|US5674282||May 12, 1995||Oct 7, 1997||Cumming; J. Stuart||Accommodating intraocular lens|
|US6197059||Dec 9, 1997||Mar 6, 2001||Medevec Licensing, B.V.||Accomodating intraocular lens|
|US6241777||Aug 31, 2000||Jun 5, 2001||Robert E. Kellan||Phakic intraocular lenses|
|US6261321||Nov 30, 2000||Jul 17, 2001||Robert E. Kellan||Phakic or aphakic intraocular lens assembly|
|US6302911||Oct 20, 2000||Oct 16, 2001||Humanoptics Ag||Intraocular implant with gutter shaped haptic|
|US6616691 *||Jan 10, 2003||Sep 9, 2003||Alcon, Inc.||Accommodative intraocular lens|
|US6818158||Jul 25, 2002||Nov 16, 2004||Visiogen, Inc.||Accommodating intraocular lens system and method of making same|
|US20020107568||Dec 11, 2001||Aug 8, 2002||Gholam-Reza Zadno-Azizi||Accommodating intraocular lens system|
|US20040039446||Aug 26, 2002||Feb 26, 2004||Advanced Medical Optics, Inc.||Accommodating intraocular lens assembly with multi-functional capsular bag ring|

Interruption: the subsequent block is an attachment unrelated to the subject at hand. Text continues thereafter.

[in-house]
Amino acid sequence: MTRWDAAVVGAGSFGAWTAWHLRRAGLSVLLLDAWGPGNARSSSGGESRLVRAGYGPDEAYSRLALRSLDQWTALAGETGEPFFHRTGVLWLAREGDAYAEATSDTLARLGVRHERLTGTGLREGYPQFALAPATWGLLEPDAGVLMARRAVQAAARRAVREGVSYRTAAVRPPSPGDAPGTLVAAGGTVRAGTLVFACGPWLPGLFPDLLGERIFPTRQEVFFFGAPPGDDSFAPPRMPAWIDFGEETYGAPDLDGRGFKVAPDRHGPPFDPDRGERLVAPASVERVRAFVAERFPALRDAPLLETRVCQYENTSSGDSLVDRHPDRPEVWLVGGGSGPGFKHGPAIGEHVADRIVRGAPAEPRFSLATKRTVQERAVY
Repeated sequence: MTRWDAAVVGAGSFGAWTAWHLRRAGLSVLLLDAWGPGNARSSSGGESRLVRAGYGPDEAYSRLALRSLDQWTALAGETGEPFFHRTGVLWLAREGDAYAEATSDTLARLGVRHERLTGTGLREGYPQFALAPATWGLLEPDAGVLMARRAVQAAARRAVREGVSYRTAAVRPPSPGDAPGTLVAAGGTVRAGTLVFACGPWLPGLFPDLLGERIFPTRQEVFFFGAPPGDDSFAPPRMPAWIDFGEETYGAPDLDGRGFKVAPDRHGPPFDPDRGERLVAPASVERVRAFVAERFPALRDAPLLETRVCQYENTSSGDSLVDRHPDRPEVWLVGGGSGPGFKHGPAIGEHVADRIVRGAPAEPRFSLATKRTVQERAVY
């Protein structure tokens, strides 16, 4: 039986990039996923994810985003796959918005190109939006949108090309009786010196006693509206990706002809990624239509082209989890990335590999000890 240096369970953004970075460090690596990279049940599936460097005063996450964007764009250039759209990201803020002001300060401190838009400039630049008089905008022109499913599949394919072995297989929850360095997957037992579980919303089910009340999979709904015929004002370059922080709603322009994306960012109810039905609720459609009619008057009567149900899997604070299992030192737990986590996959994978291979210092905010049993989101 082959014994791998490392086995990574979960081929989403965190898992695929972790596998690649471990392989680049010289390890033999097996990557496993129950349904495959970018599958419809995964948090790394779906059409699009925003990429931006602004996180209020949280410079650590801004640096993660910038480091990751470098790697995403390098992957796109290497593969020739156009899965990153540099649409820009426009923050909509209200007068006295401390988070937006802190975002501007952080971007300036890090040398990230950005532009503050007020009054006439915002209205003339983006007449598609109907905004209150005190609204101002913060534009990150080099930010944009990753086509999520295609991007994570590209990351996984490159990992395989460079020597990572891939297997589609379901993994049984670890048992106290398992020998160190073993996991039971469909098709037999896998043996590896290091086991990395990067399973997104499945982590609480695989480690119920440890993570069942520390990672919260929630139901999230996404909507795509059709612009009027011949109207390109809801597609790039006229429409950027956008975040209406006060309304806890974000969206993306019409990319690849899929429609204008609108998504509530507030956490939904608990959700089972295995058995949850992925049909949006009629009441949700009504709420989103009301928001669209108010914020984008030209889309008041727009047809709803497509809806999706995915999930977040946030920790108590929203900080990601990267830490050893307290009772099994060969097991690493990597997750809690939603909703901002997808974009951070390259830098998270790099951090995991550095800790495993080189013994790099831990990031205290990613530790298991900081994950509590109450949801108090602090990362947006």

|US20040111151||Dec 5, 2002||Jun 10, 2004||Advanced Medical Optics, Inc.||Accommodating intraocular lens and method of manufacture thereof|
|US20040127984||Sep 12, 2003||Jul 1, 2004||Paul Marlene L||Multi-mechanistic accommodating intraocular lenses|
|WO2000066037A1||Apr 28, 2000||Nov 9, 2000||Allergan Sales, Inc.||Intraocular lens combinations|
|WO2001034067A1||Oct 25, 2000||May 17, 2001||Bausch & Lomb Incorporated.||Intraocular lens system|
|WO2003059196A2||Jan 14, 2003||Jul 24, 2003||Advanced Medical Optics, Inc.||Accommodating intraocular lens with elongated suspension structure|
|WO2003059208A2||Jan 14, 2003||Jul 24, 2003||Advanced Medical Optics, Inc.||Accommodating intraocular lens with integral capsular bag ring|
|1||"A dual optic accommodating foldable intraocular lens" British Journal of Ophthalmology 2003;87:1083-1085.|
|Citing Patent||Filing date||Publication date||Applicant||Title|
|US7713299 *||Dec 29, 2006||May 11, 2010||Abbott Medical Optics Inc.||Haptic for accommodating intraocular lens|
|US7871437||Dec 21, 2007||Jan 18, 2011||Amo Groningen B.V.||Accommodating intraocular lenses and associated systems, frames, and methods|